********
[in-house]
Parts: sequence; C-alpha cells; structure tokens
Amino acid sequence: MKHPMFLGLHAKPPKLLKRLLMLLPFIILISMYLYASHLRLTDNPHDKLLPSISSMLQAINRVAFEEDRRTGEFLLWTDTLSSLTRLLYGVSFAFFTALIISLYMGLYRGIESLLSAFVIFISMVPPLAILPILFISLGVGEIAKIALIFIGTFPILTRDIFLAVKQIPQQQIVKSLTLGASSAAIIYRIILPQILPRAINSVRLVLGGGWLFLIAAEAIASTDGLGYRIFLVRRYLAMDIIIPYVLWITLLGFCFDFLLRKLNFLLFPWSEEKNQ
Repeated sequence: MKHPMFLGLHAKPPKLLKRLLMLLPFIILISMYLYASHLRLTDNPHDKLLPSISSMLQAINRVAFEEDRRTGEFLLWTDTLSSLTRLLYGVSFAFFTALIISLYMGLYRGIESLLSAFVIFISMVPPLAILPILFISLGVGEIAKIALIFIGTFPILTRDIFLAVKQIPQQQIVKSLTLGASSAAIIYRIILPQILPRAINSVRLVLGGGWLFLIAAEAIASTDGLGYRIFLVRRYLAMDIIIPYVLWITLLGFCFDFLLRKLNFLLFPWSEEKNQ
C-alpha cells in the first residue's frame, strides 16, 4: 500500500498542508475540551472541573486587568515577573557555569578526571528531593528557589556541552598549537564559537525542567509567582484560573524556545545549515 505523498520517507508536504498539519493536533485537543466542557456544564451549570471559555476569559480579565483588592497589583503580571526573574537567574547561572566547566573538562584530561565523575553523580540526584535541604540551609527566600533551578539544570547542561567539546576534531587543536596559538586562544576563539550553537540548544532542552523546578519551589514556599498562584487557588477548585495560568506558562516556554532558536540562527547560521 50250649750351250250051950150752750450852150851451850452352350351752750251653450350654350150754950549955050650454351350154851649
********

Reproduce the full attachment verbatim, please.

[in-house]
Parts: sequence; C-alpha cells; structure tokens
Amino acid sequence: MKHPMFLGLHAKPPKLLKRLLMLLPFIILISMYLYASHLRLTDNPHDKLLPSISSMLQAINRVAFEEDRRTGEFLLWTDTLSSLTRLLYGVSFAFFTALIISLYMGLYRGIESLLSAFVIFISMVPPLAILPILFISLGVGEIAKIALIFIGTFPILTRDIFLAVKQIPQQQIVKSLTLGASSAAIIYRIILPQILPRAINSVRLVLGGGWLFLIAAEAIASTDGLGYRIFLVRRYLAMDIIIPYVLWITLLGFCFDFLLRKLNFLLFPWSEEKNQ
Repeated sequence: MKHPMFLGLHAKPPKLLKRLLMLLPFIILISMYLYASHLRLTDNPHDKLLPSISSMLQAINRVAFEEDRRTGEFLLWTDTLSSLTRLLYGVSFAFFTALIISLYMGLYRGIESLLSAFVIFISMVPPLAILPILFISLGVGEIAKIALIFIGTFPILTRDIFLAVKQIPQQQIVKSLTLGASSAAIIYRIILPQILPRAINSVRLVLGGGWLFLIAAEAIASTDGLGYRIFLVRRYLAMDIIIPYVLWITLLGFCFDFLLRKLNFLLFPWSEEKNQ
C-alpha cells in the first residue's frame, strides 16, 4: 500500500498542508475540551472541573486587568515577573557555569578526571528531593528557589556541552598549537564559537525542567509567582484560573524556545545549515 505523498520517507508536504498539519493536533485537543466542557456544564451549570471559555476569559480579565483588592497589583503580571526573574537567574547561572566547566573538562584530561565523575553523580540526584535541604540551609527566600533551578539544570547542561567539546576534531587543536596559538586562544576563539550553537540548544532542552523546578519551589514556599498562584487557588477548585495560568506558562516556554532558536540562527547560521 50250649750351250250051950150752750450852150851451850452352350351752750251653450350654350150754950549955050650454351350154851649